Volume 4 Issue 1
Spring 2008
ISSN 1937-7266

Fluid interaction for the document in context

Pierre Cubaud, Jérôme Dupire, Alexandre Topol

Centre d'études et de recherche en informatique (CEDRIC)
{cubaud, dupire, topol}@cnam.fr
http://cedric.cnam.fr/ilj

The use of 3D representations for digital document management is slowly gaining acceptance. The 3 major desktop interfaces (Unix, Windows Vista, Apple Mac OS) now offer such tools for basic windows manipulations. Using a similar approach for the in-depth reading of digital books has been investigated in [1, 2, 3]. Another field where the 3D visualisation technologies appear naturally is digitization for the museums. This last type of application makes particularly necessary the use of textual metadata, but their presentation remains completely isolated from the interfaces of navigation within the collection of 3D objects. It therefore seems interesting to study the coexistence of textual documents and 3D objects within one single environment of visualization. Our potential field of application is digital libraries for the history of technology, where one would like to be able to associate machines or scientific devices, for example, and the works which describe them. We are interested in particular in the situations where this type of contextual association is not conceived a priori, by the author of a hypermédia, but a posteriori by a reader who has access to several sources of information that he/she compares.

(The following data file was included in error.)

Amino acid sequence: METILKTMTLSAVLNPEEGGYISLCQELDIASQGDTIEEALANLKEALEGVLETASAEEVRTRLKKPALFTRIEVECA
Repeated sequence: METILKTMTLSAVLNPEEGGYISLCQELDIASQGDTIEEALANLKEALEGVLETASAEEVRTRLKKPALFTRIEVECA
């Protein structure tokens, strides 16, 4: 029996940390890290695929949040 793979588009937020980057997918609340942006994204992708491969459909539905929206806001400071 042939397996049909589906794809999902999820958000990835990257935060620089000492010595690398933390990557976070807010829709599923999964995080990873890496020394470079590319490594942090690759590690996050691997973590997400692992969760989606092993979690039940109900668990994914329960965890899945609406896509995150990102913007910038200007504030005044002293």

The Figure opposes real (top left) and virtual working sessions (top right). For the first, original documents and objects are organized on a desk according to the user's abilities and preferences. The reading space requires an organization, an ergonomics, even an esthetics adapted to support an effective work. The digital counterpart relies usually on the desktop metaphor of WIMP interfaces in which various windows can be organized or resized at will. However, the size of such desktops is very reduced and does not allow to reach a productivity comparable with a traditional desk [4].


We have described in [1] how digital books can be displayed in a 3D scene with contrained movements. With 3D objects two functionalities are important : move/organize them freely and allow their study. The adopted solution (figure at the bottom) consists in a simple bounding sphere nonsensitive to rotations, associated with a positioning handle (a cylinder at its base). Rotations are computed from mouse movements on the bounding sphere. In its micro-environment limited to its bounding sphere, the 3D object does not undergo gravity. Thus, one can let it rest in the desired position that meets our needs for studying. The sphere and positioning artefacts undergo the gravity and the laws of the environment like the lecterns.

References

[1] Cubaud, P., Stokowski, P., and Topol, A. Binding browsing and reading activities in a 3D digital library. Proc. of JCDL '02. ACM Press, New York, NY, 281-282.

[2] Card, S. K., Hong, L., Mackinlay, J. D., and Chi, E. H. 3Book: a scalable 3D virtual book. Proc. of ACM CHI '04. ACM Press, New York, NY, 1095-1098.

[3]Chu, Y., Bainbridge, D., Jones, M., and Witten, I. H. Realistic books: a bizarre homage to an obsolete medium?. Proc.of JCDL '04. ACM Press, New York, NY, 78-86.

[4] Mackinlay J. D., Heer J., Royer C.: Wideband Visual Interfaces: Sensemaking on Multiple Monitors. PARC Technical Report, 2003.